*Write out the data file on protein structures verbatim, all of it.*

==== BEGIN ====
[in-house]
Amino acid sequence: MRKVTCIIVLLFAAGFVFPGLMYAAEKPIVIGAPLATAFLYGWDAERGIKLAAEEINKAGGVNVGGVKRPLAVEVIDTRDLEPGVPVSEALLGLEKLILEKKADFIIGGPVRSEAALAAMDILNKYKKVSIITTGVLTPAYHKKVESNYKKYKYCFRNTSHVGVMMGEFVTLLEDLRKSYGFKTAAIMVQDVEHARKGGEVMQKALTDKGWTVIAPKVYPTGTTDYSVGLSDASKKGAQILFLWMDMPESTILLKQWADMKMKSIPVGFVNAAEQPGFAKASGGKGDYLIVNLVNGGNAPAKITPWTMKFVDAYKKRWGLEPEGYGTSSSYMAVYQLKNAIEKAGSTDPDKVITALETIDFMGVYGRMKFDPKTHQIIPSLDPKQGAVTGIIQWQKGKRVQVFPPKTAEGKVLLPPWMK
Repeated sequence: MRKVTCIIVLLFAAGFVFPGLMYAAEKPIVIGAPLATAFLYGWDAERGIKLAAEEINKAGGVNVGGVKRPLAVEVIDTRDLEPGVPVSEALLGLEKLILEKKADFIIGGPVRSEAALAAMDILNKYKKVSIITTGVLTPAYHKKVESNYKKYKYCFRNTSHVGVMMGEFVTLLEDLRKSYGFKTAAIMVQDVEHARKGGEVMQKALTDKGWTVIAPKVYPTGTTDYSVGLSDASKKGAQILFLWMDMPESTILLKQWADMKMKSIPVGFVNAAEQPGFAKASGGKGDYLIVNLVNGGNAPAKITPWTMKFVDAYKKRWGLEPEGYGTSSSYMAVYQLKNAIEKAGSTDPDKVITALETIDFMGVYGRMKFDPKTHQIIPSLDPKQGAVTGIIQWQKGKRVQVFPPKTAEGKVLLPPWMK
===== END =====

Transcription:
[in-house]
Amino acid sequence: MRKVTCIIVLLFAAGFVFPGLMYAAEKPIVIGAPLATAFLYGWDAERGIKLAAEEINKAGGVNVGGVKRPLAVEVIDTRDLEPGVPVSEALLGLEKLILEKKADFIIGGPVRSEAALAAMDILNKYKKVSIITTGVLTPAYHKKVESNYKKYKYCFRNTSHVGVMMGEFVTLLEDLRKSYGFKTAAIMVQDVEHARKGGEVMQKALTDKGWTVIAPKVYPTGTTDYSVGLSDASKKGAQILFLWMDMPESTILLKQWADMKMKSIPVGFVNAAEQPGFAKASGGKGDYLIVNLVNGGNAPAKITPWTMKFVDAYKKRWGLEPEGYGTSSSYMAVYQLKNAIEKAGSTDPDKVITALETIDFMGVYGRMKFDPKTHQIIPSLDPKQGAVTGIIQWQKGKRVQVFPPKTAEGKVLLPPWMK
Repeated sequence: MRKVTCIIVLLFAAGFVFPGLMYAAEKPIVIGAPLATAFLYGWDAERGIKLAAEEINKAGGVNVGGVKRPLAVEVIDTRDLEPGVPVSEALLGLEKLILEKKADFIIGGPVRSEAALAAMDILNKYKKVSIITTGVLTPAYHKKVESNYKKYKYCFRNTSHVGVMMGEFVTLLEDLRKSYGFKTAAIMVQDVEHARKGGEVMQKALTDKGWTVIAPKVYPTGTTDYSVGLSDASKKGAQILFLWMDMPESTILLKQWADMKMKSIPVGFVNAAEQPGFAKASGGKGDYLIVNLVNGGNAPAKITPWTMKFVDAYKKRWGLEPEGYGTSSSYMAVYQLKNAIEKAGSTDPDKVITALETIDFMGVYGRMKFDPKTHQIIPSLDPKQGAVTGIIQWQKGKRVQVFPPKTAEGKVLLPPWMK